ARE, Sweden - Picabo Street, the two-time World Cup downhill champion and the top U.S. Olympic hope in that discipline, sustained bruises, an injured neck and a slight concussion during a scary crash Saturday.
Street, returning to the Olympia course where she won a World Cup race in 1995, fell on the upper part after a ski binding pre-released. The high-speed crash Street's estimated speed was nearly 75 mph occurred on the fastest and most dangerous part of the course.
She lay on the snow unconscious for approximately two minutes, but was able to walk away from the scene of the accident after a few minutes. Later, she was brought by helicopter to a hospital at Ostersund for tests.
"She's a little dizzy," Herwig Demschar, the U.S. women's coach, said. "But for me the most important thing is that the legs are OK because it's always a mental problem if you have the first crash after an injury, if you're OK or not."
Street, who never had a concussion before, came back last month after being sidelined more than a year following knee surgery.
Demschar said Street will return as planned with the U.S. team to the United States on Sunday. She'll be back on skis again Feb. 7 in Japan. The women's Olympic downhill is scheduled Feb. 14 at Nagano.
Visibly upset, Street showed her first sign of emotion when she burst into tears before she rested her face in her hands. Street wasn't crying because of her injuries.
She broke on of her favorite ski's nicknamed 'Junior'.
"That's a bad thing," Demschar said. "It was a very good ski. One good ski out of three. So we still have two to go. As a downhiller, you get attached to two or three pairs of skis that you use for two or three years sometimes."
"I didn't see it. I don't know why the binding opened up. That happens sometimes.''
Katja Seizinger won the final women's World Cup downhill before the Olympics, clocking 1 minute, 4.92 seconds down the shortened course. The German extended her lead in both the overall and downhill standings.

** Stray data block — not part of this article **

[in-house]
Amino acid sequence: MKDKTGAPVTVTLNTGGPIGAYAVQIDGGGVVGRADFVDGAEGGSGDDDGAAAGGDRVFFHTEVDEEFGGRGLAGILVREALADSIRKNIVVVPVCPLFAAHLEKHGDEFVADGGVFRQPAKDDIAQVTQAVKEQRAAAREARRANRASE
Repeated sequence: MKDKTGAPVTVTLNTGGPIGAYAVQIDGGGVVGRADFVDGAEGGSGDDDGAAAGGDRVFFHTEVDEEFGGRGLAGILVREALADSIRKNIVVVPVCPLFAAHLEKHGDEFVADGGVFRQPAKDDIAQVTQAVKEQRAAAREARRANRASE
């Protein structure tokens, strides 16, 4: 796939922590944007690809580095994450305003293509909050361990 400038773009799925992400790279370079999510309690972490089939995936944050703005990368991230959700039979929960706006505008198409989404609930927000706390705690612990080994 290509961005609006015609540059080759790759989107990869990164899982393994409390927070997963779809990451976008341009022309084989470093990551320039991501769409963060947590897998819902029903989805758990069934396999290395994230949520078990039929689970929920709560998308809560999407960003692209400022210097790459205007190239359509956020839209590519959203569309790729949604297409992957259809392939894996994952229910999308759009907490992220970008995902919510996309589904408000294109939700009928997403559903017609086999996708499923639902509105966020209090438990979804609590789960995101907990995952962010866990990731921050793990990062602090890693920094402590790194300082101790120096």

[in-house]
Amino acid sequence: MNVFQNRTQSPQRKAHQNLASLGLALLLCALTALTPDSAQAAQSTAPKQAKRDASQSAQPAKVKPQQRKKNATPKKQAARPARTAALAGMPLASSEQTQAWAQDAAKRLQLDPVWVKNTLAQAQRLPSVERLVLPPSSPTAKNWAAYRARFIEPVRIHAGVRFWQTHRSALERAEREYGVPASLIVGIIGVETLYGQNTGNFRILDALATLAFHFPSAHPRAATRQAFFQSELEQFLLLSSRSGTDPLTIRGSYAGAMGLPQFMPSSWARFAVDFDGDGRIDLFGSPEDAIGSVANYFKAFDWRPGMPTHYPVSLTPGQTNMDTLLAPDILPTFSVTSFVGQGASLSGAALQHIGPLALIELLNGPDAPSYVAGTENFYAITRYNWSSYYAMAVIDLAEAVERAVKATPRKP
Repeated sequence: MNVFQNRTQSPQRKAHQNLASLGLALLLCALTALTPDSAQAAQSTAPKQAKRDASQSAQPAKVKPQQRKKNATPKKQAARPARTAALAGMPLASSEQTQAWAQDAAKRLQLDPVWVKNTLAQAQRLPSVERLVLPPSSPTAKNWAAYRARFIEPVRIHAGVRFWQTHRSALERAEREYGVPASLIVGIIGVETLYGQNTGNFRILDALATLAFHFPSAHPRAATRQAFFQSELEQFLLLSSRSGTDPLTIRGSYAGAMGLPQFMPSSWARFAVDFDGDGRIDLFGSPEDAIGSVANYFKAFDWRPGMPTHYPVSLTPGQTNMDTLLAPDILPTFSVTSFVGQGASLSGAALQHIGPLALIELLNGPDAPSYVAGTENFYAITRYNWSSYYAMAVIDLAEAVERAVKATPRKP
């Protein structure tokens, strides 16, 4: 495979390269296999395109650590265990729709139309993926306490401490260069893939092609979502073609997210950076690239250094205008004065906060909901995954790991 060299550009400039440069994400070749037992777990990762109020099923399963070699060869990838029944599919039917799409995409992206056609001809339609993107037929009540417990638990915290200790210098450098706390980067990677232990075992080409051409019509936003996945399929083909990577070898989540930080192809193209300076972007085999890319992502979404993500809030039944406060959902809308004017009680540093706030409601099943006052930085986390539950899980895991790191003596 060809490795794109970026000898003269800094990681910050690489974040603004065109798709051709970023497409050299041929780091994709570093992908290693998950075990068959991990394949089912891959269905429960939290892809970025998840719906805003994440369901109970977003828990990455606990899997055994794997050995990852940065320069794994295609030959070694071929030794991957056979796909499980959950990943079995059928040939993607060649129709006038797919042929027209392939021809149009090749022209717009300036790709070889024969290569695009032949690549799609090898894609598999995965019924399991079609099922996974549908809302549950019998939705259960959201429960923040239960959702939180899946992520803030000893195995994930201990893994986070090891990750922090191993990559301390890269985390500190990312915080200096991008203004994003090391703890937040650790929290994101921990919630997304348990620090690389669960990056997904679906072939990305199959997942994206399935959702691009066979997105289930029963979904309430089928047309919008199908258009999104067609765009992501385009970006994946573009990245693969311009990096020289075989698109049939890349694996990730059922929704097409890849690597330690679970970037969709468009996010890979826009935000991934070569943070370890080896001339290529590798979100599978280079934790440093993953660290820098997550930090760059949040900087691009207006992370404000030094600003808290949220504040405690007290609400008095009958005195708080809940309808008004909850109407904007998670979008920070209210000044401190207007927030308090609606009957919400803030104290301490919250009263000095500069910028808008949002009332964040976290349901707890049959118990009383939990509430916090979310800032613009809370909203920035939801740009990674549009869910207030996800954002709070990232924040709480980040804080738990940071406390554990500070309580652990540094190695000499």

Renate Goetschl of Austria was second at 1:05.09 and Florence Masnada of France third at 1:05.18.
"I'm sorry for Picabo," Seizinger said.
Sweden's Pernilla Wiberg, last year's World Cup overall champion who missed much of this season with injuries (knee and broken ribs), said "Picabo is so strong and I'm sure she will be back for the Olympics."
Hilde Gerg of Germany, who placed second in a night slalom Thursday won by Kristina Koznick of the United States, tied for fourth with Switzerland's Heidi Zurbriggen at 1:05.30 and won the combined.
It was the seventh victory four of them downhills of the season for Seizinger. The Olympic champion now leads Gerg, 1,597 points to 1,254, in the overall standings. In the downhill standings, Seizinger leads Goetschel, 520 points to 392.
The competition was held iextremely cold temperatures. In the finishing area, the temperature was just below zero.
The 2,511-meter course was shortened to 1.780 meters. Strong winds and snow forced organizers to shorten the course for two training runs, dominated by Seizinger and Street. One session was canceled.
Street's mishap came only a week after she took a season-best fourth place at Cortina d'Ampezzo, Italy. She had two 10ths in the other races she entered after her comeback.
Street won World Cup titles in 1995 and 1996, then tore ligaments in her left knee in a Dec. 4, 1996 crash during practice at Vail, Colo.
Street has four major championship medals, including the 1996 World Championships downhill gold and the 1994 Olympics downhill silver, plus nine World Cup wins.
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